The Life-Changing Magic of Tidying Up, written by Marie Kondō is a different read from any other book I’ve read. I would recommend it to most. The book is an international best seller for a reason and shares a methodology of clearing clutter and the magic of a tidying up your home. The book is a shift in thinking about our possessions and the philosophy of owning things. The fundamental concept is that if an item doesn’t spark joy in your life, say bye-bye to it. There are a few obsessive points that Marie makes that you may need to overlook, such as emptying your purse each night to allow the contents to breath. But if you can get over these oddities, there are some real magic tips to be found. These are my favourite 3:
- Tidy by category, not room – this was a new concept for me as I’d normally tackle de-cluttering by room. Starting with the clothes category, Marie states that you must collect all your clothes before you begin (including the coat closet, and the laundry room), gather them in one spot and then begin the process of discovering which one’s make you happy, or as Marie puts it, ‘spark joy’. Items that don’t are gonners. After clothes, move onto books (this is a challenging one for me as I always think I’ll re-read my favourites, but truthfully, new books are released daily that I want to read, so there really isn’t time to go back and re-read old favourites. To Goodwill they go! Later in the book, she tackles photographs (I haven’t tackled these yet as the emotional involvement will be high. But it is on my to-do list.
- Fold, don’t hang – My favourite for sure is looking at how to fold clothes. Marie believes that everything takes less space (and makes the clothes happier) when folded versus hung. And this is where my favourite tip is: Fold/roll your clothes so that they stand up vertically, like cylinders. I was amazed with this tip, it really does make a difference. I can see all my shirts, not just the one’s on top.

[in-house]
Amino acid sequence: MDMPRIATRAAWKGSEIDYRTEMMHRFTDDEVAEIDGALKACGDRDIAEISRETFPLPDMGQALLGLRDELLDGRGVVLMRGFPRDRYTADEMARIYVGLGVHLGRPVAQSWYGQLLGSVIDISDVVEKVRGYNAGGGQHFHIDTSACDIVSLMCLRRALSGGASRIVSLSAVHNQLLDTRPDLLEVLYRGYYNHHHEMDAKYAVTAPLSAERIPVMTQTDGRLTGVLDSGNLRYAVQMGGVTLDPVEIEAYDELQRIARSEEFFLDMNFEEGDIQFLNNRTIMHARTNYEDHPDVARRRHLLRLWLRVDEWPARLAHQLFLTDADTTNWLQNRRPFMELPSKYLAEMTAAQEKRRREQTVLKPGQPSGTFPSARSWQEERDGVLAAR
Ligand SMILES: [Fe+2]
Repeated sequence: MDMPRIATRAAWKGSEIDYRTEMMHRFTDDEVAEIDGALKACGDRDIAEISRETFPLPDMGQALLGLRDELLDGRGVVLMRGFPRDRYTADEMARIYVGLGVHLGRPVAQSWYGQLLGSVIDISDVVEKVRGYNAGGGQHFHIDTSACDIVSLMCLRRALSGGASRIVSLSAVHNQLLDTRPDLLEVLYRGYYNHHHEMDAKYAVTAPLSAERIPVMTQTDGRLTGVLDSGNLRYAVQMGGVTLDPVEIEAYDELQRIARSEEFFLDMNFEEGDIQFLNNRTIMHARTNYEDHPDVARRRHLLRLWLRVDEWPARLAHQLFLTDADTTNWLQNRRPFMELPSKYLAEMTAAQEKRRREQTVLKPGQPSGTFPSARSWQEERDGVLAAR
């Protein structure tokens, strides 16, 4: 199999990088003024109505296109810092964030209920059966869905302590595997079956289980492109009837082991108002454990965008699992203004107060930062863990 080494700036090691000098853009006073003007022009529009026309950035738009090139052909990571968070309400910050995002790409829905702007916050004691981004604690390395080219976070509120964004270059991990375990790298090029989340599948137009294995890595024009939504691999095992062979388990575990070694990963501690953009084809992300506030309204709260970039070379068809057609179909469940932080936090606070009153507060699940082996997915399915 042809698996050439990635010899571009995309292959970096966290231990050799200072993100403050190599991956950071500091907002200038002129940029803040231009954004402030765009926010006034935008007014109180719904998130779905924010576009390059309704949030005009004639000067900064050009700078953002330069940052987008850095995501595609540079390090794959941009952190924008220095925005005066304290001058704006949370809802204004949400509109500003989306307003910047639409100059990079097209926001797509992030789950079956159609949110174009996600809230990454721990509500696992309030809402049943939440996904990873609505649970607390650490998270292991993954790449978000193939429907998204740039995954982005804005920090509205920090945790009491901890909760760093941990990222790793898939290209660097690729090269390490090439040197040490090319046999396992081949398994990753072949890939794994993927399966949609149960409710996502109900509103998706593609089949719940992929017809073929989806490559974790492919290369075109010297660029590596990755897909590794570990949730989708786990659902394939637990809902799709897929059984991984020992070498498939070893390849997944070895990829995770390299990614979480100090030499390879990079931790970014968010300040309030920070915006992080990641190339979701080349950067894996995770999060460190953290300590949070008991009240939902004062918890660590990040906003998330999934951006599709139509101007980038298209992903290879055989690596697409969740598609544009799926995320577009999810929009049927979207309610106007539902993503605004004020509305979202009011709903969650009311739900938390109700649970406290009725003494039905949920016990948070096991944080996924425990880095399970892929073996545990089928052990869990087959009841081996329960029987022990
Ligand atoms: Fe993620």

- Stay away from storage – this is an interesting one. Marie suggests that you shouldn’t need storage containers. Containers mean you still have too much crap. I’ve mostly bought into this concept although I haven’t fully put into practice. I’ll always have storage containers for off season shoes for the family or holiday decorations.
If you’re striving to be happier with fewer things, and can get over some of the slightly crazy ideas (in my opinion, maybe they’ll totally work for you), this book is for you.
I think this is the first review I’ve ever done for a book. And while I absolutely enjoyed the book while I read it, and was totally motivated once complete. It’s been a while and I think it might be time for a re-read. And since I donated the book at Marie Kondō’s recommendation, this time, I’ll get it from the library!